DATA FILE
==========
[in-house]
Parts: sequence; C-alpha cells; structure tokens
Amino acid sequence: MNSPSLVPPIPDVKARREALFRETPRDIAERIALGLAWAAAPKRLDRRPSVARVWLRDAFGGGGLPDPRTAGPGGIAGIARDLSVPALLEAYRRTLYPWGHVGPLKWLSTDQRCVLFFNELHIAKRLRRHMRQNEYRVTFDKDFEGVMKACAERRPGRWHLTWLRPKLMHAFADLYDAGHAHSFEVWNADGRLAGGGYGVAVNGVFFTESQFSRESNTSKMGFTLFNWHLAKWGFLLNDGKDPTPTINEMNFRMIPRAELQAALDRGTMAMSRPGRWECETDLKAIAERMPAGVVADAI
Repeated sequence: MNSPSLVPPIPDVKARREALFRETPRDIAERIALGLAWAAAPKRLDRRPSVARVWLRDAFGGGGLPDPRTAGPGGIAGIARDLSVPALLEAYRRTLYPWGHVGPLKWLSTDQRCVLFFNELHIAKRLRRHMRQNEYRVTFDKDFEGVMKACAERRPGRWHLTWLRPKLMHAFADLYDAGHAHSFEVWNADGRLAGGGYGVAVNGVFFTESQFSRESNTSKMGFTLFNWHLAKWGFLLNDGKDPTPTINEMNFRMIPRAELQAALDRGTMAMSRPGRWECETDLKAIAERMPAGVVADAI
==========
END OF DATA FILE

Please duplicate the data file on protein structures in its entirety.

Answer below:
[in-house]
Parts: sequence; C-alpha cells; structure tokens
Amino acid sequence: MNSPSLVPPIPDVKARREALFRETPRDIAERIALGLAWAAAPKRLDRRPSVARVWLRDAFGGGGLPDPRTAGPGGIAGIARDLSVPALLEAYRRTLYPWGHVGPLKWLSTDQRCVLFFNELHIAKRLRRHMRQNEYRVTFDKDFEGVMKACAERRPGRWHLTWLRPKLMHAFADLYDAGHAHSFEVWNADGRLAGGGYGVAVNGVFFTESQFSRESNTSKMGFTLFNWHLAKWGFLLNDGKDPTPTINEMNFRMIPRAELQAALDRGTMAMSRPGRWECETDLKAIAERMPAGVVADAI
Repeated sequence: MNSPSLVPPIPDVKARREALFRETPRDIAERIALGLAWAAAPKRLDRRPSVARVWLRDAFGGGGLPDPRTAGPGGIAGIARDLSVPALLEAYRRTLYPWGHVGPLKWLSTDQRCVLFFNELHIAKRLRRHMRQNEYRVTFDKDFEGVMKACAERRPGRWHLTWLRPKLMHAFADLYDAGHAHSFEVWNADGRLAGGGYGVAVNGVFFTESQFSRESNTSKMGFTLFNWHLAKWGFLLNDGKDPTPTINEMNFRMIPRAELQAALDRGTMAMSRPGRWECETDLKAIAERMPAGVVADAI